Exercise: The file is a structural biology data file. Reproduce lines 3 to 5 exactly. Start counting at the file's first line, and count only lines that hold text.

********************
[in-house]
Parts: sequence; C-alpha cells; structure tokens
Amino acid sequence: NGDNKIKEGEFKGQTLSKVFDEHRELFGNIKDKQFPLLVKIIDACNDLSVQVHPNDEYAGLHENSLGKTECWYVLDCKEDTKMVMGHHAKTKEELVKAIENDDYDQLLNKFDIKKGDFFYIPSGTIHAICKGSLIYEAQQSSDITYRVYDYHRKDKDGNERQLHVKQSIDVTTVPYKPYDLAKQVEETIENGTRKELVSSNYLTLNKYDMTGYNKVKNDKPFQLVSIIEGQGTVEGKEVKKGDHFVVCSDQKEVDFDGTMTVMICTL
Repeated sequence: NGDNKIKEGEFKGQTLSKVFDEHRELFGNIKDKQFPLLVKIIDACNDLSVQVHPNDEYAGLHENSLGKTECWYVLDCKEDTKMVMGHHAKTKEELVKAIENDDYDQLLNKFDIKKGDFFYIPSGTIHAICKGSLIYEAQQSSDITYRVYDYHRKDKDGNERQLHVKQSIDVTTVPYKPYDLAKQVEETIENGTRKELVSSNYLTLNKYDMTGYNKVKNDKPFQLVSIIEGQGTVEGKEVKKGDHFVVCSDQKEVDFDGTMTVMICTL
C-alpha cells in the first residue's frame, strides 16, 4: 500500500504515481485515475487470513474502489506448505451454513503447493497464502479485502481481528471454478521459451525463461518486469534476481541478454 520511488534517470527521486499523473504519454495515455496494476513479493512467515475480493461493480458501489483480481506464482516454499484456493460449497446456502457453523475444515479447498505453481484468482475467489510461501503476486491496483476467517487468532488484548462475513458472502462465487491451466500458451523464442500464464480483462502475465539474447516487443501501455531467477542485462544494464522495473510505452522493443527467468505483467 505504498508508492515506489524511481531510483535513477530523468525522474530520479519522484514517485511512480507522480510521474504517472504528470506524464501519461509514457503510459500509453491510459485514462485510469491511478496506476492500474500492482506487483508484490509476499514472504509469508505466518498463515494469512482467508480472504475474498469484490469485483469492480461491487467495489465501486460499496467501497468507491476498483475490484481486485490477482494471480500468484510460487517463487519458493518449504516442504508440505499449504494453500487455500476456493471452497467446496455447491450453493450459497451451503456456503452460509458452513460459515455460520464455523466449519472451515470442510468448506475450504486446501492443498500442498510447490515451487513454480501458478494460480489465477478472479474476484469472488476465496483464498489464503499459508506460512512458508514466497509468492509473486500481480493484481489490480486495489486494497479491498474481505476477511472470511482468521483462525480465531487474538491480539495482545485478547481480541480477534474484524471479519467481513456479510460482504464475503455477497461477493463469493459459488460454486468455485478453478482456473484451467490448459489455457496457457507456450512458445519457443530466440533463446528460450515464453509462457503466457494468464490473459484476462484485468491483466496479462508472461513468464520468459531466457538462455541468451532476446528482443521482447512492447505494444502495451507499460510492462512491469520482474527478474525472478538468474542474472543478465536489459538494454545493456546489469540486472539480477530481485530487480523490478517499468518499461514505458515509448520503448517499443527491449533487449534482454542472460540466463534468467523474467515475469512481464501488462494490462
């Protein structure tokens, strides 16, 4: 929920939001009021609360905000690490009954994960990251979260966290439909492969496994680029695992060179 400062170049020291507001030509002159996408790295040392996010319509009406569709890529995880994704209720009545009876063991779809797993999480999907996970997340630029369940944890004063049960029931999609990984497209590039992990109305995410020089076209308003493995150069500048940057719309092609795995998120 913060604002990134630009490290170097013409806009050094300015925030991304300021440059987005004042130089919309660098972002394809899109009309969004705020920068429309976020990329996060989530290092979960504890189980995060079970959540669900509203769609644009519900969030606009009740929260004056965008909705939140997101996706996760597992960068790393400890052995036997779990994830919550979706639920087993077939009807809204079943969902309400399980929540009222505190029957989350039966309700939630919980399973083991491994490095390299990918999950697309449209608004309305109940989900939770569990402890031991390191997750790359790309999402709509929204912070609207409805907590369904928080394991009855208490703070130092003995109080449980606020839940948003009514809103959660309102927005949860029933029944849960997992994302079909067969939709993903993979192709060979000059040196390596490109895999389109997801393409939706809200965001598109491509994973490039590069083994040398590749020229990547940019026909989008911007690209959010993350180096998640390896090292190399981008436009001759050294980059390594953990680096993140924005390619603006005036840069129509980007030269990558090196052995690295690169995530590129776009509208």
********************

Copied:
Amino acid sequence: NGDNKIKEGEFKGQTLSKVFDEHRELFGNIKDKQFPLLVKIIDACNDLSVQVHPNDEYAGLHENSLGKTECWYVLDCKEDTKMVMGHHAKTKEELVKAIENDDYDQLLNKFDIKKGDFFYIPSGTIHAICKGSLIYEAQQSSDITYRVYDYHRKDKDGNERQLHVKQSIDVTTVPYKPYDLAKQVEETIENGTRKELVSSNYLTLNKYDMTGYNKVKNDKPFQLVSIIEGQGTVEGKEVKKGDHFVVCSDQKEVDFDGTMTVMICTL
Repeated sequence: NGDNKIKEGEFKGQTLSKVFDEHRELFGNIKDKQFPLLVKIIDACNDLSVQVHPNDEYAGLHENSLGKTECWYVLDCKEDTKMVMGHHAKTKEELVKAIENDDYDQLLNKFDIKKGDFFYIPSGTIHAICKGSLIYEAQQSSDITYRVYDYHRKDKDGNERQLHVKQSIDVTTVPYKPYDLAKQVEETIENGTRKELVSSNYLTLNKYDMTGYNKVKNDKPFQLVSIIEGQGTVEGKEVKKGDHFVVCSDQKEVDFDGTMTVMICTL
C-alpha cells in the first residue's frame, strides 16, 4: 500500500504515481485515475487470513474502489506448505451454513503447493497464502479485502481481528471454478521459451525463461518486469534476481541478454 520511488534517470527521486499523473504519454495515455496494476513479493512467515475480493461493480458501489483480481506464482516454499484456493460449497446456502457453523475444515479447498505453481484468482475467489510461501503476486491496483476467517487468532488484548462475513458472502462465487491451466500458451523464442500464464480483462502475465539474447516487443501501455531467477542485462544494464522495473510505452522493443527467468505483467 505504498508508492515506489524511481531510483535513477530523468525522474530520479519522484514517485511512480507522480510521474504517472504528470506524464501519461509514457503510459500509453491510459485514462485510469491511478496506476492500474500492482506487483508484490509476499514472504509469508505466518498463515494469512482467508480472504475474498469484490469485483469492480461491487467495489465501486460499496467501497468507491476498483475490484481486485490477482494471480500468484510460487517463487519458493518449504516442504508440505499449504494453500487455500476456493471452497467446496455447491450453493450459497451451503456456503452460509458452513460459515455460520464455523466449519472451515470442510468448506475450504486446501492443498500442498510447490515451487513454480501458478494460480489465477478472479474476484469472488476465496483464498489464503499459508506460512512458508514466497509468492509473486500481480493484481489490480486495489486494497479491498474481505476477511472470511482468521483462525480465531487474538491480539495482545485478547481480541480477534474484524471479519467481513456479510460482504464475503455477497461477493463469493459459488460454486468455485478453478482456473484451467490448459489455457496457457507456450512458445519457443530466440533463446528460450515464453509462457503466457494468464490473459484476462484485468491483466496479462508472461513468464520468459531466457538462455541468451532476446528482443521482447512492447505494444502495451507499460510492462512491469520482474527478474525472478538468474542474472543478465536489459538494454545493456546489469540486472539480477530481485530487480523490478517499468518499461514505458515509448520503448517499443527491449533487449534482454542472460540466463534468467523474467515475469512481464501488462494490462